A windswept headland off the Atlantic coast of Cornwall, Tintagel is a land shrouded in myth. Associated with the legend of King Arthur since the 12th century, the ruined castle which clings to the dangerous-looking crag entices visitors across a dramatic footbridge to drink in a landscape that wouldn’t seem out of place in Game of Thrones or Lord of the Rings.
Tintagel Castle was built in the early 13th century by Richard, 1st Earl of Cornwall — the younger brother of King Henry III of England and one of the wealthiest men in Europe. Lacking in any strategic value and constructed in a style that was purposefully out of date, Richard was deliberately bringing a lost legend to life.
The English cleric and chronicler Geoffrey of Monmouth conjured up the Arthurian connection to Tintagel in his 1136 epic Historia regum Britanniae, or The History of the Kings of Britain. He claimed that his book, which connected England’s historical monarchs to mythical monarchs like King Arthur, was a Latin translation of an older text but much of it was Monmouth’s own elaborate fantasy.
Even within his lifetime scholars were crying “fake history.” Sometime around 1190, the historian William of Newburgh wrote that “it is quite clear that everything this man wrote about Arthur and his successors […] was made up, partly by himself and partly by others”
More recent studies have shown that Historia regum Britanniae can be traced to a number of earlier sources cherry-picked by Monmouth, from semi-mythical Welsh histories — which like Cornwall was a hold-out for the Celtic languages and legends that covered Britain prior to the arrival of the Anglo-Saxons — to local folklore and oral histories.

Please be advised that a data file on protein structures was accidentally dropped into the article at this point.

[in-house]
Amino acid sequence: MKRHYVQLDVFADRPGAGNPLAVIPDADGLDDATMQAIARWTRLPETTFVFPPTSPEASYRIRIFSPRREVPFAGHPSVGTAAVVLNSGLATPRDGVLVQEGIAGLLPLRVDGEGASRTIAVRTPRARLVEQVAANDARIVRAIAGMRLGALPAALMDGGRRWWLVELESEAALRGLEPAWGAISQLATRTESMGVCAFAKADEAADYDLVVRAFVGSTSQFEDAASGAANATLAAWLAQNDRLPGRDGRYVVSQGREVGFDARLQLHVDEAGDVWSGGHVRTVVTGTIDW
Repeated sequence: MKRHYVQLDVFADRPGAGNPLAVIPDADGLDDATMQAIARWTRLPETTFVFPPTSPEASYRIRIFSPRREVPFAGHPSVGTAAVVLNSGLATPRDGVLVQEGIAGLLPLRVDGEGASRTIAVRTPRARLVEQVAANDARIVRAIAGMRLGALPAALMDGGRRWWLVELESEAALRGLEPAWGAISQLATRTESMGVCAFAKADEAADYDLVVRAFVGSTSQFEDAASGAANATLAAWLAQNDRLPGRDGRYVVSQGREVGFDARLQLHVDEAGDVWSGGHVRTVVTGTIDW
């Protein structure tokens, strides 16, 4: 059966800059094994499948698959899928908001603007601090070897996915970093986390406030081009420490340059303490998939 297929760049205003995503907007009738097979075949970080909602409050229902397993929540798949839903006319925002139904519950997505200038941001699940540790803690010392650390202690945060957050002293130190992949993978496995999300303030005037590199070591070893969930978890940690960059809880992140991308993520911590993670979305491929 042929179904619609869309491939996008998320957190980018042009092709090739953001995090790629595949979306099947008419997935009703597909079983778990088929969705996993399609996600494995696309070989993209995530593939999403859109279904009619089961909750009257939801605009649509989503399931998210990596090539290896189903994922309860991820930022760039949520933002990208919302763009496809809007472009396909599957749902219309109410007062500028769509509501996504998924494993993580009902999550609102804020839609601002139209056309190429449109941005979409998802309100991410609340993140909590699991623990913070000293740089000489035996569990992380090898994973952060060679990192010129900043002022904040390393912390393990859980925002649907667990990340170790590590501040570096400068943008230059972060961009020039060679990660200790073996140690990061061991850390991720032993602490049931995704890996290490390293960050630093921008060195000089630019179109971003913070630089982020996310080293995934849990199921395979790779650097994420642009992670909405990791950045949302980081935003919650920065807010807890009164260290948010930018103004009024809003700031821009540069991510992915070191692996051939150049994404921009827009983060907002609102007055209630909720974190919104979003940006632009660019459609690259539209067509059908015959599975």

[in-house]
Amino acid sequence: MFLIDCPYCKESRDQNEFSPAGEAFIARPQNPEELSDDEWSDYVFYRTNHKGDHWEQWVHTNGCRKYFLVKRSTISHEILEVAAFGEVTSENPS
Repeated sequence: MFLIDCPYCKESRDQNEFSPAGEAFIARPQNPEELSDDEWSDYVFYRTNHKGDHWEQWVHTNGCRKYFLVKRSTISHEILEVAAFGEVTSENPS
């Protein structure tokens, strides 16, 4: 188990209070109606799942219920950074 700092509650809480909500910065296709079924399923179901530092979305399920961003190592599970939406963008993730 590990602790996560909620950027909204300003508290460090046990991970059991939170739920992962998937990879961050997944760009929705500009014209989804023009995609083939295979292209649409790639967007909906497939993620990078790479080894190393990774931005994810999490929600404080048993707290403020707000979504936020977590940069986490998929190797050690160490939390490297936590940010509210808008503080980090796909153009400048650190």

There’s no doubting geography played a part too. At the time of Monmouth’s writing, Cornwall was far from the center of English power. Although its local lords had been brutally suppressed following the Norman Conquest and their lands given over to the new Norman aristocracy, the Cornish still spoke their own language — a Celtic tongue closely related to Welsh and Breton — and maintained their own traditions.
Furthermore, the landscape was dotted with Iron Age hill forts, standing stones, and other reminders of an ancient culture, that stirred the imaginations of Anglo-Norman travelers.
Monmouth establishes the fortress of Tintagel as the site of Arthur’s conception, where his father Uther Pendragon uses a magic potion to assume the form of Gorlois of Cornwall in order to infiltrate his castle and sleep with Gorlois’s wife, Igraine.
Later writers upgraded it to the site of Arthur’s birth, as well as the seat of King Mark of Cornwall in the epic romance Tristan and Iseult — a sort of Celtic Romeo and Juliet that like the story of King Arthur, emerged in the 12th century and quickly captivated Medieval audiences.
Monmouth described the fictional fortress Gorlois of Cornwall in detail, writing that, “The castle is built high above the sea, which surrounds it on all sides, and there is no way in except that offered by a narrow isthmus of rock. Three armed soldiers could hold it against you, even if you stood there with the whole kingdom of Britain at your side.”
The castle that now stands in romantic ruin at Tintagel may have been built as a reflection of Monmouth’s fantasy, but in this case Monmouth’s fantasy was the echo of older history.